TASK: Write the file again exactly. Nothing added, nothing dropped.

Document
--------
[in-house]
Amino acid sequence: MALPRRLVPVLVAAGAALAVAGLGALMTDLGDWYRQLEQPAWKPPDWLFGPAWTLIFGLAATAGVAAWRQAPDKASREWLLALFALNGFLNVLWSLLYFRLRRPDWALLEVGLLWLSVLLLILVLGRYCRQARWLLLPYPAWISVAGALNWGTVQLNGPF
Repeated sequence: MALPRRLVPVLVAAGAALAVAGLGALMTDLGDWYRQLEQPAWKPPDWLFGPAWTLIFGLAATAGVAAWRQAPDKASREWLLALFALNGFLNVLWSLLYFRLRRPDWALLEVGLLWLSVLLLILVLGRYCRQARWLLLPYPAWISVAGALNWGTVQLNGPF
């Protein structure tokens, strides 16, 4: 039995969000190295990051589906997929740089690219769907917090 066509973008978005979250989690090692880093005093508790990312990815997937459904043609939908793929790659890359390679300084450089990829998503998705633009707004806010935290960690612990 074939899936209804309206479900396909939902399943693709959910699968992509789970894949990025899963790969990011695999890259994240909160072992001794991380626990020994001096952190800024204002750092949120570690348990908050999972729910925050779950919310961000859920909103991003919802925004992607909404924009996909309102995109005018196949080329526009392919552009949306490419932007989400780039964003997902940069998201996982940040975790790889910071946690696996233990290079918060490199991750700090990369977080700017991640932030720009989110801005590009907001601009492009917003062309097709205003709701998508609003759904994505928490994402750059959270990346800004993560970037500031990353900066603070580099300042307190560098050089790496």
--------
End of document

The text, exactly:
[in-house]
Amino acid sequence: MALPRRLVPVLVAAGAALAVAGLGALMTDLGDWYRQLEQPAWKPPDWLFGPAWTLIFGLAATAGVAAWRQAPDKASREWLLALFALNGFLNVLWSLLYFRLRRPDWALLEVGLLWLSVLLLILVLGRYCRQARWLLLPYPAWISVAGALNWGTVQLNGPF
Repeated sequence: MALPRRLVPVLVAAGAALAVAGLGALMTDLGDWYRQLEQPAWKPPDWLFGPAWTLIFGLAATAGVAAWRQAPDKASREWLLALFALNGFLNVLWSLLYFRLRRPDWALLEVGLLWLSVLLLILVLGRYCRQARWLLLPYPAWISVAGALNWGTVQLNGPF
């Protein structure tokens, strides 16, 4: 039995969000190295990051589906997929740089690219769907917090 066509973008978005979250989690090692880093005093508790990312990815997937459904043609939908793929790659890359390679300084450089990829998503998705633009707004806010935290960690612990 074939899936209804309206479900396909939902399943693709959910699968992509789970894949990025899963790969990011695999890259994240909160072992001794991380626990020994001096952190800024204002750092949120570690348990908050999972729910925050779950919310961000859920909103991003919802925004992607909404924009996909309102995109005018196949080329526009392919552009949306490419932007989400780039964003997902940069998201996982940040975790790889910071946690696996233990290079918060490199991750700090990369977080700017991640932030720009989110801005590009907001601009492009917003062309097709205003709701998508609003759904994505928490994402750059959270990346800004993560970037500031990353900066603070580099300042307190560098050089790496």